Warning: This film and article contain references to explicit sexual content
As a young woman, a very present fear, often in the back of my mind, is of being abducted, molested or snatched from the safety of what I know and to be raped and murdered in a back alley. I carry mace in my pocket when I walk down an unfamiliar street at night in New York City, where I live. Brie Larson (Trainwreck), in Room, is that girl our mothers feared we might become.
She encountered that strange man our fathers warned us about. By the time the film opens, she’s been living as a captive in a single room for seven years, and every week she suffers nightly visits from her captor. She is so young, so painfully young. It’s heart wrenching to know that her sufferings extend -even beyond rape- to being forced into a mockery of companionship with the man who stole her life.
Larson, Oscar winner for this role, does not play a majestic, longsuffering young mother in Room – a character type we so often see in literature and film. Emma Donoghue, author of the original novel and the film’s screenplay, has not given us a soft-spoken damsel. This woman does not have it all together, pressing on cheerfully despite her circumstances. She has sallow skin, bad teeth, and vitamin deficiency. She screams at the skylight and snaps at her son.
Larson’s performance is noteworthy for how normal and unheroic she is. She didn’t make me feel like I was watching a legendary role on the silver screen. She made me curl up in my seat, aching for this nameless young woman who is probably not so different from me.
Act One of Room lets that premise really soak in as we learn about “Ma” through the eyes of her newly-five year old son Jack (Jacob Tremblay, The Smurfs 2). This room, with its stove, single bed, and ancient TV, is the only world Jack has ever known. It’s not “a” room or simply “this” room for him – it is Room. Beyond Room is “outer space,” and beyond that, “heaven” (where Jack came from, he explains).
It was captivating to watch Jack, in the true spirit of childhood, go about his cramped routines in relative contentment. After all, he had no outside world to compare his life to. I wondered, in that situation, what would I have taught my son about the world? Would I have told him – a child, who only understands by seeing and touching – anything different?
As we get to know the routine of this tiny family, it’s impossible not to feel gutted at the full life this young mother has somehow created for her son despite their prison. The “mom” part of my own brain immediately worried about how this boy could thrive on canned food – but she makes sure their captor brings him vitamins and fresh fruit. She oversees exercise routines so that Jack’s muscles grow strong. They do laundry together in the bathtub. She tucks him to sleep in the wardrobe on nights when “Old Nick” comes to stay in Ma’s bed.
In a way, it was delightful and encouraging to see how innovative and committed she has been to raising her son to be strong and joyful. But only delightful like watching a flower bloom from wreckage of a nuclear disaster: so much agony underscores every smile, every sign of life.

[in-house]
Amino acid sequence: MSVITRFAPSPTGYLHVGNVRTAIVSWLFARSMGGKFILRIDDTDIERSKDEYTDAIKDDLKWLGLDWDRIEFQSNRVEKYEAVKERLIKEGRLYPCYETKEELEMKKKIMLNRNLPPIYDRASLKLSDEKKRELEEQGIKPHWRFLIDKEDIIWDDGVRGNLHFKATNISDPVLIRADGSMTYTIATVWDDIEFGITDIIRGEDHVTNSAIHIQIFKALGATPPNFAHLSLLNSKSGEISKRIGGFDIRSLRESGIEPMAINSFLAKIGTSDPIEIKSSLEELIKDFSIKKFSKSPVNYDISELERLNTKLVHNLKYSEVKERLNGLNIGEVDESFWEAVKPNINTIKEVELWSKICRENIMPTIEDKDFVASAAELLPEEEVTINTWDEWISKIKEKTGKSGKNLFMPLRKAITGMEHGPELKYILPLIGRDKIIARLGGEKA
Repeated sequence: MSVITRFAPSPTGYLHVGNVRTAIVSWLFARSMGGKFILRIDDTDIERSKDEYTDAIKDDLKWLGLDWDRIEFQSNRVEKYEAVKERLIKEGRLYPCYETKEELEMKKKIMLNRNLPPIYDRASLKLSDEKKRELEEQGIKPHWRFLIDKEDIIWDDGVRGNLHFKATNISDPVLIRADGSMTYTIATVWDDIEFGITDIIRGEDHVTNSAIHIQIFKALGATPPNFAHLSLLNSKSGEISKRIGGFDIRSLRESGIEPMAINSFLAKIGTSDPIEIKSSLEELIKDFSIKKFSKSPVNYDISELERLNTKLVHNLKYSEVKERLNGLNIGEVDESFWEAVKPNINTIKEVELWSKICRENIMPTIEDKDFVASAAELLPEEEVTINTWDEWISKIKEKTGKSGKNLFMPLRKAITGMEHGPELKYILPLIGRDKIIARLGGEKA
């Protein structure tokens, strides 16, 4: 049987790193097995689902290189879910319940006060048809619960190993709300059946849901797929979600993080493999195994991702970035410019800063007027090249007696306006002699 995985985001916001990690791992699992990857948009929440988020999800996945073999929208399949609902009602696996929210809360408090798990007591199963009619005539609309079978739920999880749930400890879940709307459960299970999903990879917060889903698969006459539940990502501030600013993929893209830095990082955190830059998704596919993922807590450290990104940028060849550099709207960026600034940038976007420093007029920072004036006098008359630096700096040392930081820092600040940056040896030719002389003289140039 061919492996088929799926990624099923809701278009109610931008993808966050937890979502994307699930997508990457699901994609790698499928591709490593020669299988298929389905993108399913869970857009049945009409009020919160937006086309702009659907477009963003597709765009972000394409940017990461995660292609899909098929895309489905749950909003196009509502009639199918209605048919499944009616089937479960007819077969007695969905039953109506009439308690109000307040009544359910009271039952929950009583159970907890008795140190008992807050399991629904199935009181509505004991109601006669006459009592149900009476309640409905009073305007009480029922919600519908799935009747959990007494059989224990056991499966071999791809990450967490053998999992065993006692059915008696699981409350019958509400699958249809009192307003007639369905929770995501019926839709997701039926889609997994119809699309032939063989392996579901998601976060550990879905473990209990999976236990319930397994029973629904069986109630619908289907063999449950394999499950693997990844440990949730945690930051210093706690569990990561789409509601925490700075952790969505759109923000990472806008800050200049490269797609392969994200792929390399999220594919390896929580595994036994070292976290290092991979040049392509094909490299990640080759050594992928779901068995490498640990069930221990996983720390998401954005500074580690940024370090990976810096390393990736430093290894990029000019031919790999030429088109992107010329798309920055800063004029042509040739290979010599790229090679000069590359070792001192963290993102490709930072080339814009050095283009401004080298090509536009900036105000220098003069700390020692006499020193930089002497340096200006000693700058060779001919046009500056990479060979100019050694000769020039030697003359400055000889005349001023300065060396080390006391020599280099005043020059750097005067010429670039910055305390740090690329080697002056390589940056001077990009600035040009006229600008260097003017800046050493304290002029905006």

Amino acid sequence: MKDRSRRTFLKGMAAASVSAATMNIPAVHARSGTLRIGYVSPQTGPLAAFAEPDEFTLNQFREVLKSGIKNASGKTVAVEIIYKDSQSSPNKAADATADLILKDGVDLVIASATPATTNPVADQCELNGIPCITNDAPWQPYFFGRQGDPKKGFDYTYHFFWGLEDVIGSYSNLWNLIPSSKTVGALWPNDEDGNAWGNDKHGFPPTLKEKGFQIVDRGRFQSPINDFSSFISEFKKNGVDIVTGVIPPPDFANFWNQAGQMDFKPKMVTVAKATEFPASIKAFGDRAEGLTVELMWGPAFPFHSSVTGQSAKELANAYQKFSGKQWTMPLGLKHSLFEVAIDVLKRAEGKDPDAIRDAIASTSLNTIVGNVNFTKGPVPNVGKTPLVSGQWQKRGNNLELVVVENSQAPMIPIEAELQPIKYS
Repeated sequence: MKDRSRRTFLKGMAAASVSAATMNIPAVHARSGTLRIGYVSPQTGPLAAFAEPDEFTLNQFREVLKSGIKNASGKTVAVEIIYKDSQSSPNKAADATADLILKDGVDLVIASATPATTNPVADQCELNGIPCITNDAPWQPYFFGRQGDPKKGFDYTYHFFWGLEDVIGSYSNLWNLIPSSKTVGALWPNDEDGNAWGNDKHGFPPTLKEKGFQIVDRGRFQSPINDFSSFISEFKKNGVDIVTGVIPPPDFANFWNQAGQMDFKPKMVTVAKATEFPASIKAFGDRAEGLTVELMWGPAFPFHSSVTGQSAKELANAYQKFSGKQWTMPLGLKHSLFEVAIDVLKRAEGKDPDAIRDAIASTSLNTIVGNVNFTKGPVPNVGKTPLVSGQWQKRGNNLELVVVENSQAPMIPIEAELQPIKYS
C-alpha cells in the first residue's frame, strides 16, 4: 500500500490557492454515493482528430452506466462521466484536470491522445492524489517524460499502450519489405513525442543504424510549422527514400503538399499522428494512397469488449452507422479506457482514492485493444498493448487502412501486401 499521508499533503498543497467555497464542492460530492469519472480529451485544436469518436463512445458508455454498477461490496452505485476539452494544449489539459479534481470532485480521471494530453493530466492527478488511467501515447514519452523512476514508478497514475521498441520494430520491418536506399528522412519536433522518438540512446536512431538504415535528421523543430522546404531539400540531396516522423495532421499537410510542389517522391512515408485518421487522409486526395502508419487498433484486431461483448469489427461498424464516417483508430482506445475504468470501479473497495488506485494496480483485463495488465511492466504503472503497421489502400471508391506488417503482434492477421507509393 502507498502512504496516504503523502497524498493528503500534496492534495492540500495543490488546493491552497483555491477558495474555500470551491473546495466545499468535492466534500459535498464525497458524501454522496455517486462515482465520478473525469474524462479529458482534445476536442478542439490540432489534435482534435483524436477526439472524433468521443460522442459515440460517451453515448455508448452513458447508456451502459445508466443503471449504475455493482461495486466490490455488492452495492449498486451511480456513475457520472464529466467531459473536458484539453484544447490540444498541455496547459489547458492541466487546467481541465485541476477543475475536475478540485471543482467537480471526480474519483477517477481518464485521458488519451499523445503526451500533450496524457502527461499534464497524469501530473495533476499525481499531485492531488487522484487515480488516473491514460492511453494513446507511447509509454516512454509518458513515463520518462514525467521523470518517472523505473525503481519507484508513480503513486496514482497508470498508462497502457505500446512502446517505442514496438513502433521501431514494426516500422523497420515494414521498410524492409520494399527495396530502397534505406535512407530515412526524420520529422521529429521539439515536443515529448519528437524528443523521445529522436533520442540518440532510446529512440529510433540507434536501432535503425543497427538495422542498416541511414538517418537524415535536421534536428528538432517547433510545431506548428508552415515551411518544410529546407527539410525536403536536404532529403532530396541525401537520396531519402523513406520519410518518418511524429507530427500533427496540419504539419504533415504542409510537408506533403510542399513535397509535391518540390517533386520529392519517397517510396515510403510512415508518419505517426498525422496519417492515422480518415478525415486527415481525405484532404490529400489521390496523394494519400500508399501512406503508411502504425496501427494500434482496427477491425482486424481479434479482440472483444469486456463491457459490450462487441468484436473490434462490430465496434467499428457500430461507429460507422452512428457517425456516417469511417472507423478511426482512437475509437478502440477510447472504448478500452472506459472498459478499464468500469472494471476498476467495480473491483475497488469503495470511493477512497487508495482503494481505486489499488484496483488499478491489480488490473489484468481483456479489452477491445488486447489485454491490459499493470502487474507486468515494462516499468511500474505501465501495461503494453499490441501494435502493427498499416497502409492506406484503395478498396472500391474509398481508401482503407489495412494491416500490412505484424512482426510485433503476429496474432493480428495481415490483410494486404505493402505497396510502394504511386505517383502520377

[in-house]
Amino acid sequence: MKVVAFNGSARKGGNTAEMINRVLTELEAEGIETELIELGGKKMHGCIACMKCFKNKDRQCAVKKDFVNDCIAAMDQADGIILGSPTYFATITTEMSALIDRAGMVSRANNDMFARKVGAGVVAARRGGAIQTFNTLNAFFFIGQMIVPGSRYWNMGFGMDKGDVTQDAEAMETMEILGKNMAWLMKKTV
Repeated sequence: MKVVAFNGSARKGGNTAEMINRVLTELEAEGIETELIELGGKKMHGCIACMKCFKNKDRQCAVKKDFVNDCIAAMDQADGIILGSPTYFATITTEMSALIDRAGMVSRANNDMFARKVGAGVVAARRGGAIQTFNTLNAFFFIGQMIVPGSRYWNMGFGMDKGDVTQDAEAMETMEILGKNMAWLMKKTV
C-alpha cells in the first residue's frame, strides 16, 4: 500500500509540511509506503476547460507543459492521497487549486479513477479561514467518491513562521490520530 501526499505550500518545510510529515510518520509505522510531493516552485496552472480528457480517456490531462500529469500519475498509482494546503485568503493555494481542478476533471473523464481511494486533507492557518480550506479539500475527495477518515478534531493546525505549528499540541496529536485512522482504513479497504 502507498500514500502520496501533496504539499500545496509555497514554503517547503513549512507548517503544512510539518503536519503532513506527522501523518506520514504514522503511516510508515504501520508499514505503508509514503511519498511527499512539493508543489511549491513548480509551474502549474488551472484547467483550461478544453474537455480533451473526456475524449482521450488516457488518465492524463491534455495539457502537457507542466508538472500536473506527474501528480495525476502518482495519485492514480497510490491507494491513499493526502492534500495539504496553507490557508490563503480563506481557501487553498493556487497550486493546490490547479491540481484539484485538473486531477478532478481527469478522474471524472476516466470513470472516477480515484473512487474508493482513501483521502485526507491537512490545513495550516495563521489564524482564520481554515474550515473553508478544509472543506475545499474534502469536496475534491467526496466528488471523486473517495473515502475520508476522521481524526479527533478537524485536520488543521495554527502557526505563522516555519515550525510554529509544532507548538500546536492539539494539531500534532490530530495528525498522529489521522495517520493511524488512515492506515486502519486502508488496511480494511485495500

The first half of the film shows Ma continuing in survival mode: concessions, abuse, frustrations, and failed escape attempts. But Jack is five now, Ma explains to him. She has reached her breaking point, and he is finally big enough to help them find their freedom.
As hard-hitting as Act One is, the film’s latter half is a reminder that life can’t be compartmentalized. Pain, ache, and regret doesn’t just live in one room. So many escape films end with elation – with that tearful moment of freedom and embrace. Room shows us how hard it is to build life after trauma and abuse. When everything is broken, it can’t be fixed overnight.
Tremblay as Jack is an absolute light in this film. He’s precocious and adorable, but also a raging ball of too many feelings for his tiny body (as all children are, at five years old). At one point, his Ma tries to explain to him the brutal reality of their situation, and the largeness of the world outside that he just can’t comprehend. He looks into her face and protests, “I wanna be four again.”
Oh, my heart. I know, Jack. Me too.
It feels hard to write the right kind of review for a movie like this. Maybe it’s because Donoghue’s story and script is not pretty, it’s brutal. It’s a terrifying glimpse into the rotten core of humanity, of what it looks like when we reach the end of ourselves. I’ve never reached anything like that kind of breaking point in my own life – but I’ve still felt the sharp, needling sting of regret.
Room isn’t all heartbreak and despair. It’s also a testament to how we make each other stronger, how we aren’t meant to go at it alone.
“I’m not a good enough Ma,” she admits to Jack, running over all the could have, should have’s in her mind.
“But you’re Ma,” he responds simply.
That small moment summed up the whole emotional experience of watching Room, in a way. We all deal with rotten luck and our own failures. There’s no escaping either. But through it all, we’re in it together. Healing hurts, but hope might be the most resilient player in the human story.